For those interested in learning more about the GoodSync backup software referenced today (and that I use for backing up all of my photos and other important data), you can get details through the GoodSync website here:

Posted in Ask Tim Grey | Comments Off on GoodSync Error

Backup Recovery


Today’s Question: I have done a complete backup to an external hard drive of my Lightroom catalog including all negative pictures and available previews using the Export as Catalog command. I have then used GoodSync to synchronize my changes to this original backup when adding/working on new pictures in Lightroom. However, if I ever have to use this backup because of a failed hard drive, new computer, etc. I have no idea how to bring all this GoodSync backup data back into Lightroom.

Tim’s Quick Answer: Actually, the beauty of using software such as GoodSync ( to backup your photos and other data is that you don’t actually need to go through a recovery process. You can simply connect one of the backup drives in place of a failed original, make sure that the drive letter or volume label are the same as the original, and get to work immediately.

More Detail: In this case there is one additional challenge based on the way you’ve described your workflow. Specifically, it sounds like you have used the “Export as Catalog” command to create a copy of your Lightroom catalog and image files. If this copy is truly only a backup copy, however, your workflow won’t be as streamlined as it could be.

The “Export as Catalog” command is a great way to make a full one-time backup of your catalog and photos. However, it doesn’t provide a good way of incrementally updating your backup. If you used the “Export as Catalog” command to create a new data storage solution, such as transitioning your catalog and photos from an internal hard drive to an external hard drive, that’s perfectly fine. But I wouldn’t employ “Export as Catalog” as an ongoing backup solution.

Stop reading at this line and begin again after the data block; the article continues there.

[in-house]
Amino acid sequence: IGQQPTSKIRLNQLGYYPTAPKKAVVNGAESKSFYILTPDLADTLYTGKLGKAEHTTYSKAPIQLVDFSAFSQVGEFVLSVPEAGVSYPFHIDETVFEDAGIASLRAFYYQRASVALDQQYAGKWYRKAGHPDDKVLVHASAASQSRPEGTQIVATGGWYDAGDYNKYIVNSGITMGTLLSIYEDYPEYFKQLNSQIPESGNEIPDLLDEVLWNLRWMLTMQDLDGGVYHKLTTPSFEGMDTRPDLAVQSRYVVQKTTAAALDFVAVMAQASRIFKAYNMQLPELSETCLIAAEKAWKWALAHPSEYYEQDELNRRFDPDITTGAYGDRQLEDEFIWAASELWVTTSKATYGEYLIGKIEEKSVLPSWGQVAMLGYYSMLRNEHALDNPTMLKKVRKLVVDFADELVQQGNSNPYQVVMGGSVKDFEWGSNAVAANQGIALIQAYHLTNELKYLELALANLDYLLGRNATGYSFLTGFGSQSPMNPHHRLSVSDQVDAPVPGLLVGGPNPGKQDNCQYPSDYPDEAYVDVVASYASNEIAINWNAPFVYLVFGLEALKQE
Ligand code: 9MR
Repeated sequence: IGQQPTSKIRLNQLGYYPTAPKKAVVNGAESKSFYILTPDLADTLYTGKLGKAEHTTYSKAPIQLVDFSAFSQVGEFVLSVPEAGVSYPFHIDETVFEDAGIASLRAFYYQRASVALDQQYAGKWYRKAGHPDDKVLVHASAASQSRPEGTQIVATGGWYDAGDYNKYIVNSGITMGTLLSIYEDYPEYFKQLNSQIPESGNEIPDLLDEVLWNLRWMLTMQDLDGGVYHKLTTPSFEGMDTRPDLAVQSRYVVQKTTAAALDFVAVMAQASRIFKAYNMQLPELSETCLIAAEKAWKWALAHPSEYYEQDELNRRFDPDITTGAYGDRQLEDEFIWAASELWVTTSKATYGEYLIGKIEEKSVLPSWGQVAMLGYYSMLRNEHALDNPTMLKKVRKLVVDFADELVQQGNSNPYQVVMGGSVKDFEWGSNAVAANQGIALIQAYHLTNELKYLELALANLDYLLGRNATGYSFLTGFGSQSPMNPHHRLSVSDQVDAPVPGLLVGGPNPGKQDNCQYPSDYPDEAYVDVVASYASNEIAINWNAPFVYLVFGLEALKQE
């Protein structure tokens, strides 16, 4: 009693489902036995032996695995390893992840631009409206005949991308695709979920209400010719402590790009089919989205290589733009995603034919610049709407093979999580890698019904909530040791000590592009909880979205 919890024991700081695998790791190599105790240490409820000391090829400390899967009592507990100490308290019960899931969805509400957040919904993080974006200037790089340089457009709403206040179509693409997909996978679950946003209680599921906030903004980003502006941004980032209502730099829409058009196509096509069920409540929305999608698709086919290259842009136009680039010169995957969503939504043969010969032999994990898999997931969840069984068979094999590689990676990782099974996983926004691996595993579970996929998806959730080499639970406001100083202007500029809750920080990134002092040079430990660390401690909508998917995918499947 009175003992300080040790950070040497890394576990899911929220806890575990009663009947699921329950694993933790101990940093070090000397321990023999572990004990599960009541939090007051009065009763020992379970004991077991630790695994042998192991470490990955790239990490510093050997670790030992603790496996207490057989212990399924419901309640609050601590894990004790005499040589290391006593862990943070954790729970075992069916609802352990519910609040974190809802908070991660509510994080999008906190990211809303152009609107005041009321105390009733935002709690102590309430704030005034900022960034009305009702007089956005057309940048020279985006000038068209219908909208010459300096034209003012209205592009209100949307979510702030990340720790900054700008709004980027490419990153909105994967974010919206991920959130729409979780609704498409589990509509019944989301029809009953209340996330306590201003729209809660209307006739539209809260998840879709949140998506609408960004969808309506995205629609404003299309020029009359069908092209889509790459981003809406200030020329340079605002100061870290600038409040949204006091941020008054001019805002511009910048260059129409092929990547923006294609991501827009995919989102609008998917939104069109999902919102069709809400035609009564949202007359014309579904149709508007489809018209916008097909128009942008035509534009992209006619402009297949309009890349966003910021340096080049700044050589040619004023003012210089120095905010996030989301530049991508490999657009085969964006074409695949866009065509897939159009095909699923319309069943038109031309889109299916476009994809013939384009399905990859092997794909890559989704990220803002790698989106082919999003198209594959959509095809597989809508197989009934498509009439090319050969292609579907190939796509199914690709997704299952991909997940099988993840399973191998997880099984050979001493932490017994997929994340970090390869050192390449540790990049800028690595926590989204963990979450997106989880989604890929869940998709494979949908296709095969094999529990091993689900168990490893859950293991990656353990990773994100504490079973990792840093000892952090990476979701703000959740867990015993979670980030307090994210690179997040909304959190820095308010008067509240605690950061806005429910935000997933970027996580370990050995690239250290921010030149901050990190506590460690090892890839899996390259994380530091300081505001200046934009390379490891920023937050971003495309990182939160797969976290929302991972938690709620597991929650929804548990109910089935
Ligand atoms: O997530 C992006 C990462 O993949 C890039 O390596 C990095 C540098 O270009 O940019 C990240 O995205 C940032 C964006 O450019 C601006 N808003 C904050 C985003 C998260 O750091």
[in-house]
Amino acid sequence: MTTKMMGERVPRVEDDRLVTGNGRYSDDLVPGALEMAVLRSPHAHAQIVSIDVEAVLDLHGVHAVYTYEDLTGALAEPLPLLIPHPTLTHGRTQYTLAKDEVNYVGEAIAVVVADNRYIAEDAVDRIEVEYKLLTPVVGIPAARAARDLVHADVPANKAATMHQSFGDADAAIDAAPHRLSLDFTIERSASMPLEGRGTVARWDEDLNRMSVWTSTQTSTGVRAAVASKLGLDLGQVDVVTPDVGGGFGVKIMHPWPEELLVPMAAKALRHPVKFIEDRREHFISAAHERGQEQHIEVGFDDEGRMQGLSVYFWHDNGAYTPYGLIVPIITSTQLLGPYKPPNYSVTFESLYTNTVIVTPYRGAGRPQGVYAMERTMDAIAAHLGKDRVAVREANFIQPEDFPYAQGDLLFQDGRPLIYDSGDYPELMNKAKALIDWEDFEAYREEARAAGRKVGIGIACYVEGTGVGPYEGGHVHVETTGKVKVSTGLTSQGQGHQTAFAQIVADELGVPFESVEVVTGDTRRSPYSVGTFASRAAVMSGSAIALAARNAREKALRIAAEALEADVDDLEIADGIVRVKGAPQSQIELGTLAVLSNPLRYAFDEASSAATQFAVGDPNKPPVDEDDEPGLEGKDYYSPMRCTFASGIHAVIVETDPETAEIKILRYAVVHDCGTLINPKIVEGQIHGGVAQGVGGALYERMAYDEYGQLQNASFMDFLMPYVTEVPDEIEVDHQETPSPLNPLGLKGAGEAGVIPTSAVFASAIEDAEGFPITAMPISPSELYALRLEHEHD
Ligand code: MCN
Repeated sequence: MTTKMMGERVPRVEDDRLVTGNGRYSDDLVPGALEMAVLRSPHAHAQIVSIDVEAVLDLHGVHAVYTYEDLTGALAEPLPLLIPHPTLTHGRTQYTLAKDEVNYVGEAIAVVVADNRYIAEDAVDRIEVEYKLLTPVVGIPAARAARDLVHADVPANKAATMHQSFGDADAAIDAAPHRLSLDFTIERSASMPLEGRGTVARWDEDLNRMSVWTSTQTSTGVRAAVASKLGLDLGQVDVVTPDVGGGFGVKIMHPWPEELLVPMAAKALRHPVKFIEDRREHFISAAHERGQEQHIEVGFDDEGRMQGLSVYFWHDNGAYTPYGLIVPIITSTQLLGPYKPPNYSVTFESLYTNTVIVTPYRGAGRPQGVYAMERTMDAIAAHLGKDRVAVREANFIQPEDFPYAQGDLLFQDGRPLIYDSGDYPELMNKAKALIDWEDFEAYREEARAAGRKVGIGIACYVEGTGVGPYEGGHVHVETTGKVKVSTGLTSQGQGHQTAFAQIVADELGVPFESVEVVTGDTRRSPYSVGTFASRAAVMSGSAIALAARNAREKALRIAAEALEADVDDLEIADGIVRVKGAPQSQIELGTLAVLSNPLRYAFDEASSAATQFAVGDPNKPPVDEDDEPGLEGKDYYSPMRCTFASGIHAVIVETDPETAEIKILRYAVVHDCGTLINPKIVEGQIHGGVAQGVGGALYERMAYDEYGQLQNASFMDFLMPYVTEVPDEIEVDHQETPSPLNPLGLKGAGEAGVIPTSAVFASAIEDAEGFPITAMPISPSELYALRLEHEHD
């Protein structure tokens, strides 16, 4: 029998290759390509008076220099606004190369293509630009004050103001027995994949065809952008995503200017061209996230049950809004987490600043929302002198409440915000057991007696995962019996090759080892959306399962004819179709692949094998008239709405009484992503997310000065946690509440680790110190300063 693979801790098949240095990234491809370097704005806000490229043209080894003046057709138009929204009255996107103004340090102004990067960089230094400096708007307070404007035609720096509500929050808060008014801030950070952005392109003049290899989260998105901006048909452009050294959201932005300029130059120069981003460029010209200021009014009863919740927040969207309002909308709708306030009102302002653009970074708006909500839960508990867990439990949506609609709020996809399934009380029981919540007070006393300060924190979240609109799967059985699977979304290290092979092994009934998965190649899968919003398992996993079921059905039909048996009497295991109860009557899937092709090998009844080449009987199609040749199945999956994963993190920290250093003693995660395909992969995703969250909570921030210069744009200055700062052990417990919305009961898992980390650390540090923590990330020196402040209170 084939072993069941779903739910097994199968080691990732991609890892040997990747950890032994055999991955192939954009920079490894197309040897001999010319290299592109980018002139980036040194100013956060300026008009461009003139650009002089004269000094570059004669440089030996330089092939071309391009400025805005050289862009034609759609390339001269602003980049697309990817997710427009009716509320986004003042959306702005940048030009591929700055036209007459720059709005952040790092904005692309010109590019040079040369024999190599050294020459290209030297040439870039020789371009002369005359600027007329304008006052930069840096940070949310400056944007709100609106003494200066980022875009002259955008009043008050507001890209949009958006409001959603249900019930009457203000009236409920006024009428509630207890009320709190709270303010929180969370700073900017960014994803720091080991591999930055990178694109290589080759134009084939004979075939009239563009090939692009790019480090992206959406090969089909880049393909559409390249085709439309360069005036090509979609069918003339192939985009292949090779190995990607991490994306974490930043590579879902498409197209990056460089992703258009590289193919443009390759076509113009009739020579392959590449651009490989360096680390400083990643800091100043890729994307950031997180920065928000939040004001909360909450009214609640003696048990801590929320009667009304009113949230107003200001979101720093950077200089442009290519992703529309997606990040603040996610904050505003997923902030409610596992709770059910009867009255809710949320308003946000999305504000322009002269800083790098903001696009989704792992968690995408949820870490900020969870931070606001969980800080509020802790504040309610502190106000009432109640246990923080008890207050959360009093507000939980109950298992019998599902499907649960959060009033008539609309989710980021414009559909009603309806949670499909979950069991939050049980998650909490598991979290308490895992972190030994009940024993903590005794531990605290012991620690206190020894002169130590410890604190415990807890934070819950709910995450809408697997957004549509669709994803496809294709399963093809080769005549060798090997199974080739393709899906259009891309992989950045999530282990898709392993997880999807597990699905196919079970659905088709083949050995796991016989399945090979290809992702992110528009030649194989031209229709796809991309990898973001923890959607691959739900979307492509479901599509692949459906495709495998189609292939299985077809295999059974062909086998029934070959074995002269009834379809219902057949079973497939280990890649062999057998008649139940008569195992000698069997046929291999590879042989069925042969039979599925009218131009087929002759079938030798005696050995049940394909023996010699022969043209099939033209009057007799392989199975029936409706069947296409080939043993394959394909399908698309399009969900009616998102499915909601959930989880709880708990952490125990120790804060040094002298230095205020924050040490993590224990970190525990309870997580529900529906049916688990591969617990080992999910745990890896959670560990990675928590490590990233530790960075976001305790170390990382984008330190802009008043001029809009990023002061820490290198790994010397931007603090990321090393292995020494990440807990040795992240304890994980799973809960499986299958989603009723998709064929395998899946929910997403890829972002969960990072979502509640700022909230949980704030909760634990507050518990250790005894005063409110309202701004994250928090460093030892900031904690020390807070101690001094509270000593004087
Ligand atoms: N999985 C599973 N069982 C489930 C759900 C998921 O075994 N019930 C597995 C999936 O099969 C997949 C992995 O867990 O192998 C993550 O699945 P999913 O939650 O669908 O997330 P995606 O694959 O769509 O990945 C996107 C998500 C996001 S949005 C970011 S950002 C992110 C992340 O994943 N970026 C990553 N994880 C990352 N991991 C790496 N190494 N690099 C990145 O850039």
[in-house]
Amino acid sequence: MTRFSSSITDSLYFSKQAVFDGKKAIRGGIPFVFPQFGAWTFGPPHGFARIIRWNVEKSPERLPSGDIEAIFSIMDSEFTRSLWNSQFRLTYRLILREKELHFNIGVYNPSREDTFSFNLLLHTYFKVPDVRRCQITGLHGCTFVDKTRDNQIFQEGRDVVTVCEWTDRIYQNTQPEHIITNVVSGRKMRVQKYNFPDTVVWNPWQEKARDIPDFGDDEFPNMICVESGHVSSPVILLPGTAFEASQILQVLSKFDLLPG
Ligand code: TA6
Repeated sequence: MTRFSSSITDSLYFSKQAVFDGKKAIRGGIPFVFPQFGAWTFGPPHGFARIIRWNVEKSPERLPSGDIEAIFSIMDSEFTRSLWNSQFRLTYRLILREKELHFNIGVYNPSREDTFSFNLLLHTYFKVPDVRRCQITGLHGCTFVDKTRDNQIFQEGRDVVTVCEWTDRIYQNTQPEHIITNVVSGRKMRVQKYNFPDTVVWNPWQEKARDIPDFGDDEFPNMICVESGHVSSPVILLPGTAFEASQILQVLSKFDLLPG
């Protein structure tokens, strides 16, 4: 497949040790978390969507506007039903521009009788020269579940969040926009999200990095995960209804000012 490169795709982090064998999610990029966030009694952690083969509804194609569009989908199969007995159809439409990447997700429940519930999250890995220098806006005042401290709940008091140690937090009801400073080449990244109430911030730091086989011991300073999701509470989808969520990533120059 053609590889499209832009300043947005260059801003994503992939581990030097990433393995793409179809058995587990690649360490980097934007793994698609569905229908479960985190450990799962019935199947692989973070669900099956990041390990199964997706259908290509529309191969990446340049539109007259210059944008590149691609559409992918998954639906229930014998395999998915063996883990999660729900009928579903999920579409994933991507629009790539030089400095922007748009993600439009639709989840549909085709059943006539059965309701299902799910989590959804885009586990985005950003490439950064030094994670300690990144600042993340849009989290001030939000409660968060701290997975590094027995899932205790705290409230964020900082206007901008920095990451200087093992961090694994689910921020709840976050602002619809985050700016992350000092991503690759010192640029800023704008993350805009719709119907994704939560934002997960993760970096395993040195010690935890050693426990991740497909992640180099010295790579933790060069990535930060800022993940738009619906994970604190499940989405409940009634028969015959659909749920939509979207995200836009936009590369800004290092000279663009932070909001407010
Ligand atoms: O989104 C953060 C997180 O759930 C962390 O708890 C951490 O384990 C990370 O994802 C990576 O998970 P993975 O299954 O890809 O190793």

You could, for example, keep your Lightroom catalog on your internal hard drive, with your photos stored on an external hard drive. You could then employ the Lightroom catalog backup feature to create a backup copy of your catalog on the same external hard drive as your photos. You could then use GoodSync ( to backup that photos drive to another external hard drive.

This way, in the event of a serious problem, you’d have everything backed up on both external hard drives. Your recovery process could be as simple as connecting the backup external hard drive and opening the Lightroom catalog from that drive, making sure that the drive has the same drive letter (on Windows) or volume label (on Macintosh) as the original photos drive, so that Lightroom will still be able to find those photos where they are expected. And, of course, you could also move (or copy) that backup catalog to your internal hard drive as part of that recovery process.

The bottom line is that when using a synchronization approach to backing up your photos and other data, the recovery process is a simple matter (for the most part) of using a backup drive in the place of a drive that has failed or experienced other problems. No software “restore” process is required.

Posted in Ask Tim Grey | Comments Off on Backup Recovery

Print Resolution Requirements


Today’s Question: If you print an 8×10, say, whose resolution matches your printer’s maximum resolution, the print should look good. What happens if your image file has significantly higher resolution than the printer’s capability? Does the image suffer in any way? (I assume it’s not benefitted. Is it?)

Tim’s Quick Answer: If the image contains more information than the printer needs to produce the given print size, the image data will be scaled down as needed. In general this won’t produce any significant degradation in image quality, although that “extra” resolution won’t provide a benefit either.

More Detail: Different printing methods involve different requirements in terms of image data, which translates into total pixel count. In some cases there is a specific amount of information required for a given print size, such as with a photo inkjet printer. In other cases, such as with offset press printing, the requirement isn’t quite as specific, and so there is generally a range of acceptable image resolutions to use.

Ultimately, the pixel per inch (ppi) resolution you set for an image is simply shorthand of sorts to help describe the total number of pixels in the image. For example, if we assume a print size of 10 inches on the long edge, and a photo inkjet printer that renders the output at 360 pixels per inch, then we know that the image file needs to be 3,600 pixels on the long edge to achieve optimal image quality.

If we send an image that has more than 3,600 pixels on the long edge, the printer will scale down the image data accordingly. If we send an image to the printer that has fewer than 3,600 pixels on the long edge, the printer will scale down the image data accordingly.

The alternative, of course, is to scale the image data to the optimal value before printing, such as within Photoshop. In other words, with this type of workflow we need a specific amount of data for printing at a given size. Our option is to let the printer scale the image data or to do so before printing with software such as Photoshop.